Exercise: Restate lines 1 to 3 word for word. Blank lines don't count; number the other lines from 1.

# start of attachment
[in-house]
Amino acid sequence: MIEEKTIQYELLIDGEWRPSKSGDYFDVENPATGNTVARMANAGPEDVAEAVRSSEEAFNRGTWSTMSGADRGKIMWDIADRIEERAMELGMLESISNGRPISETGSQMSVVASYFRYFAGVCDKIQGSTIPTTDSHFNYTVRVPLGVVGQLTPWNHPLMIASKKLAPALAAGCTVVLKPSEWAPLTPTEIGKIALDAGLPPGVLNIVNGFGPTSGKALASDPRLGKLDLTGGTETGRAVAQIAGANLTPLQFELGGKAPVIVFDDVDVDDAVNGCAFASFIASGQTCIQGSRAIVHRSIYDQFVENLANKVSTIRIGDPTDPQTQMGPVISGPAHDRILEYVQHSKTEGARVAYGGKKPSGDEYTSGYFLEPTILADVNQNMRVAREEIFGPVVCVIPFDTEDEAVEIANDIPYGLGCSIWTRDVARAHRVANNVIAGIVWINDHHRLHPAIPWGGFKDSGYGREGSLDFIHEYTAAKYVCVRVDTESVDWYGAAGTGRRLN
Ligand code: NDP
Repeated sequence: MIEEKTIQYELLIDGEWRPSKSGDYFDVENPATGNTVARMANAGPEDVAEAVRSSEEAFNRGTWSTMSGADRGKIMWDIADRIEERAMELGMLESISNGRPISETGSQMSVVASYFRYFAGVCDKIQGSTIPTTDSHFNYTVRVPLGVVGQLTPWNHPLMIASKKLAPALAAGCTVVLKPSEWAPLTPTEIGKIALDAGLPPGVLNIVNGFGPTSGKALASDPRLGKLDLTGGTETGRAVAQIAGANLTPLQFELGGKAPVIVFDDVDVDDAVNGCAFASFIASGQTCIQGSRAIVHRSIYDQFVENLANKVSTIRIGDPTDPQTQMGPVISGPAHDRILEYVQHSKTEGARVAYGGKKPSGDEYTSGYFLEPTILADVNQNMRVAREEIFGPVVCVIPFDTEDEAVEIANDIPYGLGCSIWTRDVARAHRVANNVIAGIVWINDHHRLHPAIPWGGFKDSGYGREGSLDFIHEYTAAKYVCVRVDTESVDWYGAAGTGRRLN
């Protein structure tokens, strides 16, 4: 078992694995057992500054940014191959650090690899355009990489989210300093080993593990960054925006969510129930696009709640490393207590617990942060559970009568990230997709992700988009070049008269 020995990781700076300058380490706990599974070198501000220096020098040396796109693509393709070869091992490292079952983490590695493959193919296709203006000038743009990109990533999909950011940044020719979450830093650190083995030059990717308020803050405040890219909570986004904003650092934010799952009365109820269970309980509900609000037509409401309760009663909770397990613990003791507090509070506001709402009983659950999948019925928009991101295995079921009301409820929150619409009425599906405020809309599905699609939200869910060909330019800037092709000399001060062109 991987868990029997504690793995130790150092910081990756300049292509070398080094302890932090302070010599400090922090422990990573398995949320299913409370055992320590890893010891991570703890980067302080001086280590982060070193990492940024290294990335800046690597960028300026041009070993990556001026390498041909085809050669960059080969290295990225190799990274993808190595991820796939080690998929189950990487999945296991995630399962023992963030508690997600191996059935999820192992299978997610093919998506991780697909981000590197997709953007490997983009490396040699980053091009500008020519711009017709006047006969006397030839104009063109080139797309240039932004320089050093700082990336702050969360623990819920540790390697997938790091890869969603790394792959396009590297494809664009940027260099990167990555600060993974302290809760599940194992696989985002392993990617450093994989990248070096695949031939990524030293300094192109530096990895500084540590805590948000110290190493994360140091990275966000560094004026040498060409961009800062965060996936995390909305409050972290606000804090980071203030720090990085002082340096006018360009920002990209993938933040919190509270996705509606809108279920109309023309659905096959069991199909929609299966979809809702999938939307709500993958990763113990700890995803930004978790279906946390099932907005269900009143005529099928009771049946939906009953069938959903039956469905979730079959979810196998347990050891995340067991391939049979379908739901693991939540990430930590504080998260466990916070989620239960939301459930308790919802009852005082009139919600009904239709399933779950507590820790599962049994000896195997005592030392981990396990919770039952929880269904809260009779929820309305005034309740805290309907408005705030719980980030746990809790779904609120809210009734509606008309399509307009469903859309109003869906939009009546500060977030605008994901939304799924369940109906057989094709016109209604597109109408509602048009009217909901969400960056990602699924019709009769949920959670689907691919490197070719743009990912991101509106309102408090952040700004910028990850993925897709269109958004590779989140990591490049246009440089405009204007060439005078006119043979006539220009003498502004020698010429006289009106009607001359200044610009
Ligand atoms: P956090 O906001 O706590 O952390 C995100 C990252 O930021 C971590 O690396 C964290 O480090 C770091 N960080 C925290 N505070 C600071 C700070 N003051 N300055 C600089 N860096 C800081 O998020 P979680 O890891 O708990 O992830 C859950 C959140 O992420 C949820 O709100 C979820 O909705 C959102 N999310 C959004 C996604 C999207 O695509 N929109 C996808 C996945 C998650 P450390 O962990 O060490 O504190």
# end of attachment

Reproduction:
[in-house]
Amino acid sequence: MIEEKTIQYELLIDGEWRPSKSGDYFDVENPATGNTVARMANAGPEDVAEAVRSSEEAFNRGTWSTMSGADRGKIMWDIADRIEERAMELGMLESISNGRPISETGSQMSVVASYFRYFAGVCDKIQGSTIPTTDSHFNYTVRVPLGVVGQLTPWNHPLMIASKKLAPALAAGCTVVLKPSEWAPLTPTEIGKIALDAGLPPGVLNIVNGFGPTSGKALASDPRLGKLDLTGGTETGRAVAQIAGANLTPLQFELGGKAPVIVFDDVDVDDAVNGCAFASFIASGQTCIQGSRAIVHRSIYDQFVENLANKVSTIRIGDPTDPQTQMGPVISGPAHDRILEYVQHSKTEGARVAYGGKKPSGDEYTSGYFLEPTILADVNQNMRVAREEIFGPVVCVIPFDTEDEAVEIANDIPYGLGCSIWTRDVARAHRVANNVIAGIVWINDHHRLHPAIPWGGFKDSGYGREGSLDFIHEYTAAKYVCVRVDTESVDWYGAAGTGRRLN
Ligand code: NDP